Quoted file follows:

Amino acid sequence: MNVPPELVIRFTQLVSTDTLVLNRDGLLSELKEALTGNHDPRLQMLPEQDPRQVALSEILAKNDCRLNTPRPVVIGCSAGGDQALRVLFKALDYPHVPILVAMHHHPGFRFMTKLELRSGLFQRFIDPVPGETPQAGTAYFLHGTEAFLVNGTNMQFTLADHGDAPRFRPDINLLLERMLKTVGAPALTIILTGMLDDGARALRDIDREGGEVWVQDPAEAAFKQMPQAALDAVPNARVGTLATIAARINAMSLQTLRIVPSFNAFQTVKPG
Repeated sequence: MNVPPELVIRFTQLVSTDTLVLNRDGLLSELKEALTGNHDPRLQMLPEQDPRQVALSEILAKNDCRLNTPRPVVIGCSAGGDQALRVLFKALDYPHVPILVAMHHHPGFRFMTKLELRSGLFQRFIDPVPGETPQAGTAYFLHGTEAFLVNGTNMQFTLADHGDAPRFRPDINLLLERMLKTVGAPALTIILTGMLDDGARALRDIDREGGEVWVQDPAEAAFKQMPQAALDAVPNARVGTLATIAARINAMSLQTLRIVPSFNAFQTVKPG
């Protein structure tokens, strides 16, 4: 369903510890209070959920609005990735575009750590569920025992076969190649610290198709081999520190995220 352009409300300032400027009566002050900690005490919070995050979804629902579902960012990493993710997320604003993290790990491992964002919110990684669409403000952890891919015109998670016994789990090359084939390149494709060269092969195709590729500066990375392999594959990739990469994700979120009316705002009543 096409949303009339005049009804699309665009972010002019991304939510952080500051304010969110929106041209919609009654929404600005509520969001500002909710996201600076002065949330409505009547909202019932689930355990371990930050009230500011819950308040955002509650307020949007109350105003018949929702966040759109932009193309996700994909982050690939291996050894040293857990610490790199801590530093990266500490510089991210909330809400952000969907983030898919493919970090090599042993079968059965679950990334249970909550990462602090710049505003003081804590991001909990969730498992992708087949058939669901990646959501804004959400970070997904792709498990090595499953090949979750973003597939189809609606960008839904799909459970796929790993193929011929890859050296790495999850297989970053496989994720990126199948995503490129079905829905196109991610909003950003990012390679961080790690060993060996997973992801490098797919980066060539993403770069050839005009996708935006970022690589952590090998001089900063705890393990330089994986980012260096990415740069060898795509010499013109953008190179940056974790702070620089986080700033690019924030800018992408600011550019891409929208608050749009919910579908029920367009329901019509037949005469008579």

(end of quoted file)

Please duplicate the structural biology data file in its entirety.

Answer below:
Amino acid sequence: MNVPPELVIRFTQLVSTDTLVLNRDGLLSELKEALTGNHDPRLQMLPEQDPRQVALSEILAKNDCRLNTPRPVVIGCSAGGDQALRVLFKALDYPHVPILVAMHHHPGFRFMTKLELRSGLFQRFIDPVPGETPQAGTAYFLHGTEAFLVNGTNMQFTLADHGDAPRFRPDINLLLERMLKTVGAPALTIILTGMLDDGARALRDIDREGGEVWVQDPAEAAFKQMPQAALDAVPNARVGTLATIAARINAMSLQTLRIVPSFNAFQTVKPG
Repeated sequence: MNVPPELVIRFTQLVSTDTLVLNRDGLLSELKEALTGNHDPRLQMLPEQDPRQVALSEILAKNDCRLNTPRPVVIGCSAGGDQALRVLFKALDYPHVPILVAMHHHPGFRFMTKLELRSGLFQRFIDPVPGETPQAGTAYFLHGTEAFLVNGTNMQFTLADHGDAPRFRPDINLLLERMLKTVGAPALTIILTGMLDDGARALRDIDREGGEVWVQDPAEAAFKQMPQAALDAVPNARVGTLATIAARINAMSLQTLRIVPSFNAFQTVKPG
């Protein structure tokens, strides 16, 4: 369903510890209070959920609005990735575009750590569920025992076969190649610290198709081999520190995220 352009409300300032400027009566002050900690005490919070995050979804629902579902960012990493993710997320604003993290790990491992964002919110990684669409403000952890891919015109998670016994789990090359084939390149494709060269092969195709590729500066990375392999594959990739990469994700979120009316705002009543 096409949303009339005049009804699309665009972010002019991304939510952080500051304010969110929106041209919609009654929404600005509520969001500002909710996201600076002065949330409505009547909202019932689930355990371990930050009230500011819950308040955002509650307020949007109350105003018949929702966040759109932009193309996700994909982050690939291996050894040293857990610490790199801590530093990266500490510089991210909330809400952000969907983030898919493919970090090599042993079968059965679950990334249970909550990462602090710049505003003081804590991001909990969730498992992708087949058939669901990646959501804004959400970070997904792709498990090595499953090949979750973003597939189809609606960008839904799909459970796929790993193929011929890859050296790495999850297989970053496989994720990126199948995503490129079905829905196109991610909003950003990012390679961080790690060993060996997973992801490098797919980066060539993403770069050839005009996708935006970022690589952590090998001089900063705890393990330089994986980012260096990415740069060898795509010499013109953008190179940056974790702070620089986080700033690019924030800018992408600011550019891409929208608050749009919910579908029920367009329901019509037949005469008579």